Tag: Metallica

New Video: Watch JOVM Mainstays Warish Appear on a Trainwreck of a Late Night Show

With the release of their 2019 full-length debut, Down In Flames, the San Diego-based noise punk trio Warish — currently founding member Riley Hawk (guitar, vocals), Alex Bassaj (bass) and Justin de la Vega (drums) — quickly established a reputation for crafting mosh pit friendly, bludgeoning rippers, that bring early Butthole Surfers, Scratch Acid, Incesticide-era Nirvana, Static Age-era Misfits and others to mind.

The San Diego-based JOVM mainstays’ 13-song sophomore album Next To Pay officially drops today and the album finds the noise punk trio at their darkest and most vicious.“Next To Pay is about a sense of imminent doom, everyone is going to die,” Warish’s Riley Hawk says in press notes. “It’s not the happiest record, I guess.” Sonically, the album finds the band continuing to draw from the same influences as its predecessor, but while pushing their sound in a much more forceful — and in turn, nastier — direction, with the album’s guitar sound being heavily influenced by the work of Greg Ginn and Buzz Osborne — i.e., wiry contortions drenched in various chorus effect pedals. “This album is more of an evolution, it’s a little more punk-heavy,” Hawk adds. “We figured out what our sound was.”  

It could be argued that the band’s sonic evolution was informed by a massive lineup changes within the band: The band’s original drummer Nick “Broose” McDonnell plays on roughly half the album’s songs while their newest drummer Justin de la Vega played on the more recently written and recorded tracks. Alex Bassaj joined the band after their debut was recorded, so Next To Pay marks his official Warish debut. 

So far I’ve written about three of the album’s released singles:

“Seeing Red,” a breakneck, Bleach-era Nirvana like ripper centered around Hawk’s howled vocals, scuzzy power chords, a forceful and chugging bass line paired with pummeling drumming that continues a run of mosh pit friendly material — but with a feral snarl. 
“S.H.M. (Second Hand Misery)” another breakneck ripper that sonically reminded me of a gritty synthesis of Nirvana and Melvins — but full of bile and evil intentions. 
Scars,” a piss and bile fueled ripper that managed to sound like a synthesis of
Nirvana’s “Territorial Pissings” and Ride the Lightning-era Metallica.

“Destroyer,” Next To Pay’s fourth and latest single is a furious and snarling ripper that may remind some folks of Melvins, Nevermind-era Nirvana and others, as its centered around fuzzy and distorted power chords, thunderous drumming and distorted vocals. Much like its predecessors, “Destroyer” is the sort of song meant to play excessively loud and jump into a mosh pit full of sweaty and jubilant humans. God, I fucking miss shows.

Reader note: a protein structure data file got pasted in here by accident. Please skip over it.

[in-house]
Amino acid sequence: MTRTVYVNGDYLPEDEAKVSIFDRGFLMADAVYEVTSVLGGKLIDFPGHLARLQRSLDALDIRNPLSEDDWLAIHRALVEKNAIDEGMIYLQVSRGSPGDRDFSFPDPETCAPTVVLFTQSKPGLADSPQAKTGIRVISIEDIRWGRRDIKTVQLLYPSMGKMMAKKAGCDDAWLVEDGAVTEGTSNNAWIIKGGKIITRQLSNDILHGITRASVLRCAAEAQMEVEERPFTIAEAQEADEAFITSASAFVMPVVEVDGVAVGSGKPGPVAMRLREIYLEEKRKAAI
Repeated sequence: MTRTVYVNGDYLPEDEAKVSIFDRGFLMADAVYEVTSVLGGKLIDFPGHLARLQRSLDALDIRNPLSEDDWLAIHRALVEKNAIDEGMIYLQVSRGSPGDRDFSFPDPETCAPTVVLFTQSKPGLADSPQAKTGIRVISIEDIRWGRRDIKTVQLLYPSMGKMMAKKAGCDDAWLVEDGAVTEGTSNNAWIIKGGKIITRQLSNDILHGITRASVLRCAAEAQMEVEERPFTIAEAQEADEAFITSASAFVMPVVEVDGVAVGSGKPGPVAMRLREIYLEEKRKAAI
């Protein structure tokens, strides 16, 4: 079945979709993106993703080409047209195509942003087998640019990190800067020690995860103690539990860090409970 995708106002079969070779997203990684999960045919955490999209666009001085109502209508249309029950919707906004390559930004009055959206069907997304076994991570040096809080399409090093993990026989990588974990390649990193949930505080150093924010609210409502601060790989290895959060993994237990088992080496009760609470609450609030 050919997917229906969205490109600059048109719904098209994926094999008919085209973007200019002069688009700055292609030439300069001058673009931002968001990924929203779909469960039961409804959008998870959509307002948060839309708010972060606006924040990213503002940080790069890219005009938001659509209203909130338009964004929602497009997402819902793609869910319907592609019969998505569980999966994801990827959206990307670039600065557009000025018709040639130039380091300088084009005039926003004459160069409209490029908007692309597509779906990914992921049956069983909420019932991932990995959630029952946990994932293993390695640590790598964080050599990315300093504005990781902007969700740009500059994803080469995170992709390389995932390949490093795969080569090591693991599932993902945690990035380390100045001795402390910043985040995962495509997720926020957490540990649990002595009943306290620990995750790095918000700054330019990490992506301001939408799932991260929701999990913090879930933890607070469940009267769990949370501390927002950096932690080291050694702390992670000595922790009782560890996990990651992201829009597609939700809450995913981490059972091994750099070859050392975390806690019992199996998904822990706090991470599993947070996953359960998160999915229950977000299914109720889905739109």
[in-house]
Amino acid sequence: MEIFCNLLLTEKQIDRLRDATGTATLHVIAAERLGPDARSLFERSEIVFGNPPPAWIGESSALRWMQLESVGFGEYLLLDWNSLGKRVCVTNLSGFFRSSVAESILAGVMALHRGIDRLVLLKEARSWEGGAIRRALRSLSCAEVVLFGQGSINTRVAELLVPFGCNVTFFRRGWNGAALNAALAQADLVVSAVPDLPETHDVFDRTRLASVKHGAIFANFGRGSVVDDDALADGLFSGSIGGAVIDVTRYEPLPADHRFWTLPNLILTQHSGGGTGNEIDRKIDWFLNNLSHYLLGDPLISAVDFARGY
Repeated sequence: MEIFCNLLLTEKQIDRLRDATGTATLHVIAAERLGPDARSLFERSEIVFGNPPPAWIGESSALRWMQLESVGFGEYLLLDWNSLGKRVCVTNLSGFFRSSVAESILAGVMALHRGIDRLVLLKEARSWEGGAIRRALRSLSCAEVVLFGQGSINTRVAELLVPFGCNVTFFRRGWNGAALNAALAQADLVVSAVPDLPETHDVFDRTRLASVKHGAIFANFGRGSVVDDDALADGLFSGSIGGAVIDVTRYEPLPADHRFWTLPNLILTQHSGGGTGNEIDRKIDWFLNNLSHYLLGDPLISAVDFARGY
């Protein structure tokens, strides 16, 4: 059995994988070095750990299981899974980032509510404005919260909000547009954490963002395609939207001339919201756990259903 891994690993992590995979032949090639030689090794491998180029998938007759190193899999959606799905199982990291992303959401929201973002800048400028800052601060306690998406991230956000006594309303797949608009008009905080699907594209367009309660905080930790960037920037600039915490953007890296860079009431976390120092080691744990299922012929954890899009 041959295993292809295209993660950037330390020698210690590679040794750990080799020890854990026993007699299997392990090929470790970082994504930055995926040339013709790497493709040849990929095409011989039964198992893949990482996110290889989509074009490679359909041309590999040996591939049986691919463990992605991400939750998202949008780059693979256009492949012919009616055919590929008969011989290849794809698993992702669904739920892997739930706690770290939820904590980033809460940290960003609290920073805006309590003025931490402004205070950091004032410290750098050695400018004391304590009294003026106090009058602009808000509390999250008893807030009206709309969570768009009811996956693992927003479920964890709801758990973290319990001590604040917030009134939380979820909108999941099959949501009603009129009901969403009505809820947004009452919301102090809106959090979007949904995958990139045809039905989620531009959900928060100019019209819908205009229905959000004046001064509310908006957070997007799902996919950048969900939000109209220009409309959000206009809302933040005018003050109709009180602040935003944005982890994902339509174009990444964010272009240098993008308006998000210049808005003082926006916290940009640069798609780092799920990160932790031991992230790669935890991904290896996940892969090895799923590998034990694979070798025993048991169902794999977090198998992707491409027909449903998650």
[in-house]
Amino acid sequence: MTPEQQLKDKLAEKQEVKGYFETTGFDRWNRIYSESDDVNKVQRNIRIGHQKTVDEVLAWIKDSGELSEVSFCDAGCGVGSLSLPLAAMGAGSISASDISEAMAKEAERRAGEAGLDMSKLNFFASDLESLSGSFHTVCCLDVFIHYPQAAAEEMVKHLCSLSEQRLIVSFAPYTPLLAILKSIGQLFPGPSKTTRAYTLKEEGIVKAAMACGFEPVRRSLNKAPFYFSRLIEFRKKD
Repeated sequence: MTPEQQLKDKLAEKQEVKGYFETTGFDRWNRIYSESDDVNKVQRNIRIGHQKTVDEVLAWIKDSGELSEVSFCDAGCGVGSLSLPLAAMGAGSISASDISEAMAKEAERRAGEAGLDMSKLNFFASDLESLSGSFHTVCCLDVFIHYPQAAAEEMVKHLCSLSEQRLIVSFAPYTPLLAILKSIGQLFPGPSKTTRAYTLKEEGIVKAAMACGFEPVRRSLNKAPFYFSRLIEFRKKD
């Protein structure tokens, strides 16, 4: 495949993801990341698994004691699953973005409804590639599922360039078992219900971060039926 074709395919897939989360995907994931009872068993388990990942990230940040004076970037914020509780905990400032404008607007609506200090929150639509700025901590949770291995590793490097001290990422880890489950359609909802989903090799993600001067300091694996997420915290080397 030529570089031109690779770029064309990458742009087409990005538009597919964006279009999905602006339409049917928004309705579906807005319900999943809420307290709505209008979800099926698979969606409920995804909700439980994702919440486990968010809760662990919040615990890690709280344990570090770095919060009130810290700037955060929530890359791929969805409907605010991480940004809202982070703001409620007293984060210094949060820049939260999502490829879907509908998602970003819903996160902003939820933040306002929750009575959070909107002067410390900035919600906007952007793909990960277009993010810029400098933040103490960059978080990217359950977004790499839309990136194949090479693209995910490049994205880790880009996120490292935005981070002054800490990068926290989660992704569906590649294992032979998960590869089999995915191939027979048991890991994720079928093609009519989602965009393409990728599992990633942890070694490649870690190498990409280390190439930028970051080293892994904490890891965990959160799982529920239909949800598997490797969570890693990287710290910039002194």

Filmed by Lannie Rhoades and Nate Correia, the recently released video throws the members of Warish on a low-budget, train wreck of a talk show, hosted by an indifferent and sarcastic host. The interview segment is cringe-inducing and full of Dad jokes, followed by a live performance of sorts much like a real talk show.

Next To Pay is out now through RidingEasy Records. 

Throwback: Black History Month: Run DMC

February 18, 2021 is the 18th day of Black History Month. The month has been rushing by — but throughout this past month, I’ve been featuring Black artists across a wide and eclectic array of genres and styes. Hopefully, this may be a bit of a primer on the Black experience and on Black music.

Of course, I hope that these posts will serve as a reminder of these very important facts:

Black culture is American culture — and Black music is American music.
America’s greatest and beloved contributions to the world are Black music styles — the blues, jazz, rock ‘n’ roll and hip-hop.
Black art matters.
Black lives matter — all of them, all of the time.

Run DMC was among a batch of hip hop acts to have crossover/mainstream appeal in the 80s. And as a child of the 80s, who was born and raised in Queens, it was easy to be proud of them: they grew up in Hollis, where my father grew up — and in those brothers, I could see myself, unlike say, Metallica or Tears for Fears.

When I was small, I begged my folks for a pair of Adidas, because my heroes wore them. So my folks went to Modell’s and bought me a pair. Sadly, they fell apart in a few weeks and I was heartbroken.

We have to give love to the pioneers, who helped made hip-hop the global phenomenon it is today.

Throwback: Black History Month: Living Colour

Today is the fifth day of Black History Month. And if you’ve been frequenting this site over the past few days of this month, you’d see that I’ve been featuring Black artists across a wide and eclectic array of genres and styles that I think can guide you towards understanding the Black experience.

Through the month — and throughout the year, I hope that you’ll come to understand and appreciate the following: